How questions are phrased can lead to the “I don’t know” response; when someone feels caught ‘off-guard’ or is unsure how to respond, they are more likely to answer with that statement. When emotions come into play, which they do, this answer is more likely to be said. In remembering that it all comes down to perspectives and how each party sees the situation, this will determine a positive or a vague response.

One question to never ask someone is ‘why;’ it is vague and will elicit a vague response. A better question to ask is ‘what led you to do/say/not do, etc. ….. We can make the connections to our actions, or inaction’s, but why can lead to becoming defensive and striking back, or to either being silent or agreeing to something, when you really don’t want to. The end-result is never good as, over time, defenses build and silence leads to withdrawal and other emotional issues.

Here are three questions to ‘coach’ someone through the ‘I don’t know’s”

  1. What do you need right now?:  our actions are driven by our needs – the need to be recognized, the need to feel important, the need to feel accomplished, to name a few; we are often not so good with naming these, however. If we were to probe what the person needs, it can uncover the true source of what they really need/want, which can then be discussed for meeting that need
  2. If there were a solution, what would it (they) be?: helping the person to come up with possible solutions will help their brain to go into this mode, lessening the fight-or-flight area in the brain to not activate, allowing more ideas to arise. The ‘how’s’ will start to get answered, leading to feeling more positive about the situation which then leads to taking action
  3. If this situation can be amicably resolved, what choice would you make that would lead to it?: if we knew we would have a positive outcome to any situation we face, our brain would become more idea-oriented and come up with a host of ways to deal with both our work and our life. It also leads to feeling more confident that we can deal with them, which we most likely have in the past. Another win is helping the person to create a new reality and attracting more positive thinking for any area of their life

An added benefit to coaching through this question is that it creates more positive feelings between the two parties, lessening any defensive or negative encounters. Now, one will feel they can approach others and will get a win-win result. Isn’t that what we all want?

If you struggle with coaching through this question, or other patterns, let’s talk! contact us today at

The Importance of Communication May Not Be the Same to All

There is not a day goes by that I don’t hear issues with workplace situations, or even with interpersonal relationships. We all know that communication is not the same to everyone, and much as been written and trained on this topic. But, honestly, how often do we truly pay attention to this topic?

I recently had a client whose organization is planning to undergo some changes, at least that’s what the rumor mill says. This person’s manager admits that there is ‘something’ going on but they have not been forthcoming with exactly what ‘something’ is. I admit that when I was in a leadership role, I was not at liberty to divulge a lot of information but being vague and withholding is not doing your workers, or the work environment, any good.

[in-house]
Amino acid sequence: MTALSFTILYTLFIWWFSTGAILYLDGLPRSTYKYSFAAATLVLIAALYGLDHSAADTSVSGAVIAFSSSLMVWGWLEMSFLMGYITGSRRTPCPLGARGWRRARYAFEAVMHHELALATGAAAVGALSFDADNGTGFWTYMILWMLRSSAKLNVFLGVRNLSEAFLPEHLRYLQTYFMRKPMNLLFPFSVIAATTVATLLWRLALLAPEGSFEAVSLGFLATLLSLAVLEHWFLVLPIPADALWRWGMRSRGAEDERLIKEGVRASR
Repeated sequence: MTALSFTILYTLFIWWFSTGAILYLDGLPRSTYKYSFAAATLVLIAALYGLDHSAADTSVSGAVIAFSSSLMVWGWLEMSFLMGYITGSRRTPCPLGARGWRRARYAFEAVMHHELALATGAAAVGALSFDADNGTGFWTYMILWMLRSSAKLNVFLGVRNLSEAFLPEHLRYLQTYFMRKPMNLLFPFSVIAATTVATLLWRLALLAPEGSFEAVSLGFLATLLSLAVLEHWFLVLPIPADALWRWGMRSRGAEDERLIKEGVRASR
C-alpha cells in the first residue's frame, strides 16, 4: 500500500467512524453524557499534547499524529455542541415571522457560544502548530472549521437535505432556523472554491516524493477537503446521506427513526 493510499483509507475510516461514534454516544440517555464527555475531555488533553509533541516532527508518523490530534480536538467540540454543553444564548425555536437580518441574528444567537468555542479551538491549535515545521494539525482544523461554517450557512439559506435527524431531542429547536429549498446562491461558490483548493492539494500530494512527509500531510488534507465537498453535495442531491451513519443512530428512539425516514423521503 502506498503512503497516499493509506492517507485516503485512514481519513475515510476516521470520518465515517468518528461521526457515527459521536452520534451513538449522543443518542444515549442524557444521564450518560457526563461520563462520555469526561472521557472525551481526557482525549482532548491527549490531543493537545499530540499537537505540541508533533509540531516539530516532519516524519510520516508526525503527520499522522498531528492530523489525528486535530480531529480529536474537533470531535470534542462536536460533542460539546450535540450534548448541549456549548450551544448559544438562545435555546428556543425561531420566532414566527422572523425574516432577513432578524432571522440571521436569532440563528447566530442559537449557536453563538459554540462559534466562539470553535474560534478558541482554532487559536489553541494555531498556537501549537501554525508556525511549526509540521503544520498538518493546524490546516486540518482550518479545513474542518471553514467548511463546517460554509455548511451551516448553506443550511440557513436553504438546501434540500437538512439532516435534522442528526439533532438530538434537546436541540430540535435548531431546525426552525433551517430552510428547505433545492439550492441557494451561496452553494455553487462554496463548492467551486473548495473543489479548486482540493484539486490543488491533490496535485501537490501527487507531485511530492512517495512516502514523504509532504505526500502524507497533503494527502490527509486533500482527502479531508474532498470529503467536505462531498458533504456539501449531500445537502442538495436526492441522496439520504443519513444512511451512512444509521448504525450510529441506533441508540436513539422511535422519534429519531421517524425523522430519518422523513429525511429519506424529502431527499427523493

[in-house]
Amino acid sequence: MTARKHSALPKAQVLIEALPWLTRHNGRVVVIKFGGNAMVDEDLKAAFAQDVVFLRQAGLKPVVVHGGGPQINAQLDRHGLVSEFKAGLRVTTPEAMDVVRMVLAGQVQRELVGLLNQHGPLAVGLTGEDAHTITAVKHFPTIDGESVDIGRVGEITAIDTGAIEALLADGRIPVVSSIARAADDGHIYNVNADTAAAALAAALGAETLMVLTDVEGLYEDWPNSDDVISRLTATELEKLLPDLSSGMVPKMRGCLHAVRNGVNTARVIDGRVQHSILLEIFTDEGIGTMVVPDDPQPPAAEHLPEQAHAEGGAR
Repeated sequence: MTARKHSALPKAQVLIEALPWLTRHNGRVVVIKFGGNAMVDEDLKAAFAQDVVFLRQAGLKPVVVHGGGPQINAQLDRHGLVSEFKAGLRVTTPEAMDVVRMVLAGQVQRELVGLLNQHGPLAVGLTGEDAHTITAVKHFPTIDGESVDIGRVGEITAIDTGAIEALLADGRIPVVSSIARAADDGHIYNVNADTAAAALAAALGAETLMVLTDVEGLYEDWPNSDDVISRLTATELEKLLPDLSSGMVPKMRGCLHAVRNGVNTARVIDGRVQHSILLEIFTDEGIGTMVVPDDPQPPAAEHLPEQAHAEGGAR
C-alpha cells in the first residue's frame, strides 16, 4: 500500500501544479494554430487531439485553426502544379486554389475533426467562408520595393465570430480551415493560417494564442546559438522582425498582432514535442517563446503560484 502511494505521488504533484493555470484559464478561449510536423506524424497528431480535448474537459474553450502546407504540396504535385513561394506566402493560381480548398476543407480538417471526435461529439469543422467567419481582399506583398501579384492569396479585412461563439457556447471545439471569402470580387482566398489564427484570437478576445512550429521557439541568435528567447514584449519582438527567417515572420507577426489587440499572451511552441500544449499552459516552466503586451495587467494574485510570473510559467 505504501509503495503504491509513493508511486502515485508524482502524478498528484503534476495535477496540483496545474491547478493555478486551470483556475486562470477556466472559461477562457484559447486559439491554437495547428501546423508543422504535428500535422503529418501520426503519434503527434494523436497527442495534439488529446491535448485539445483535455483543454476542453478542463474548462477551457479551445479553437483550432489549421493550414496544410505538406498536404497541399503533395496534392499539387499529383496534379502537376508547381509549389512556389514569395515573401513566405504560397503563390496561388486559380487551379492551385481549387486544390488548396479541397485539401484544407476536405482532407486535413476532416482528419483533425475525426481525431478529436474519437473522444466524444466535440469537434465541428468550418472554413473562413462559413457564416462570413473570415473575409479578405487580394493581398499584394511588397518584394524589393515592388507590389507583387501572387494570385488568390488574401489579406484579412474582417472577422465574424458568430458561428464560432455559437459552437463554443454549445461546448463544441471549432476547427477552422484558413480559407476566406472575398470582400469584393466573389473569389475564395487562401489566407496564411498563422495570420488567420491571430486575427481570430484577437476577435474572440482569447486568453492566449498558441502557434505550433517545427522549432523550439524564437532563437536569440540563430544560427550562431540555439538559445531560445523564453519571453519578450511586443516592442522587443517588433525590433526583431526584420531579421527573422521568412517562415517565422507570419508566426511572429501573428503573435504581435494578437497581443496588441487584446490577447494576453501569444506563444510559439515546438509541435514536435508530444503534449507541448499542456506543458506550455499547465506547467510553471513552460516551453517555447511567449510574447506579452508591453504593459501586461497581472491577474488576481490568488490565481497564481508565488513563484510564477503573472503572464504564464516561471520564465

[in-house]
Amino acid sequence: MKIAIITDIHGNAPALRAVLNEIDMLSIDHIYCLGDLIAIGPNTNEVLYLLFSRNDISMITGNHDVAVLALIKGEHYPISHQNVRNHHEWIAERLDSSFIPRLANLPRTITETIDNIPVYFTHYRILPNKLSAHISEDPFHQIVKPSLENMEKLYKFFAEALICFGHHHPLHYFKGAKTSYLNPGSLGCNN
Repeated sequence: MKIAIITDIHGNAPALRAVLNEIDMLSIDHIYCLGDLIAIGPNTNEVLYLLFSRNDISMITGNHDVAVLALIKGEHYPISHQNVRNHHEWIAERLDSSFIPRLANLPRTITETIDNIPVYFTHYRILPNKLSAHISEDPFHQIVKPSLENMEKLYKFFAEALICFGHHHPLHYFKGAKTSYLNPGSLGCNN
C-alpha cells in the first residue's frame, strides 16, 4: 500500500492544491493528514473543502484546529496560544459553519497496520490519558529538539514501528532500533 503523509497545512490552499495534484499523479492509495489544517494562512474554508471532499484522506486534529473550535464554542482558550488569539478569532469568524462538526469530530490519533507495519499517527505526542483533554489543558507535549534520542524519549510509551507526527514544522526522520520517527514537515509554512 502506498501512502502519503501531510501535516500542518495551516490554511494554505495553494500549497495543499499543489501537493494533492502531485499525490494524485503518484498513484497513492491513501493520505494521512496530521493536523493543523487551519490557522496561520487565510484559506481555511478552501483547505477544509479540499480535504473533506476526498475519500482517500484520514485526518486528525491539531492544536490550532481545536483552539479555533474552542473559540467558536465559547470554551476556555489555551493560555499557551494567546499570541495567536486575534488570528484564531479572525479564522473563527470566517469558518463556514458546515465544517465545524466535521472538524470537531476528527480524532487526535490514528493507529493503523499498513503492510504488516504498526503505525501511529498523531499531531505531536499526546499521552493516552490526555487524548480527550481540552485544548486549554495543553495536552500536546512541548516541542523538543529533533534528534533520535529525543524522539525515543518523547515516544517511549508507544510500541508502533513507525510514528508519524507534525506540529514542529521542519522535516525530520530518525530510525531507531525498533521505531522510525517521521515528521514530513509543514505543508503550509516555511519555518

Communication, especially in layered organizations, will stop somewhere; typically, this is dependent on the manager and his or her determination of the importance and necessity for their workers to know. The importance for one is not as important for another. Why might this be?

There can many reasons to speculate but some I’ve identified include (taken from real situations):

  • they are not at liberty to divulge any information
  • the plans for change are not clear yet
  • they don’t want to upset their workers until the change happens (so short-sighted)
  • they don’t know how to deliver the news
  • they don’t know how/lack the confidence to lead the change\
  • they are waiting for someone else to deliver the news

Do any of these sound familiar? Dealing with change is not easy, if we perceive the change in a negative manner; there will be reactions to change, some which may be positive, but if a leader is anticipating negative responses then they will stop that flow of communicating with those who deserve to know. What a leader needs to know is that by not giving workers any information, it creates an environment that opens the door to anxiety, worry, gossip, irritability, and overall, a very negative workplace.

As a coachable moment, work on being more open and transparent, as well as observant and empathetic, with those who report to you; while you may not be at liberty to give them details until given the ‘okay,’ you can let your workers know that. Talk to your workers individually to assess how they feel about potential changes and how you will be leading them through this – walking with them. Have meetings as a group to bring out and, hopefully, dispel any rumors so that everyone is hearing the same thing; have teambuilding exercises to relieve any stress or negativity and to bring members together – afterall, they are going through this together.

The biggest take-away is to be in a higher awareness that we all hear things differently; when we keep this in mind, then it helps in looking at our own communication patterns and to make any changes necessary; we can become more empathetic and try to look at situations from another’s perspective which can lead to less conflict, more understanding, more bonding, and better interactions.

If you’re looking to be a better leader, or improve your communication patterns and interactions, let’s talk! Contact us today at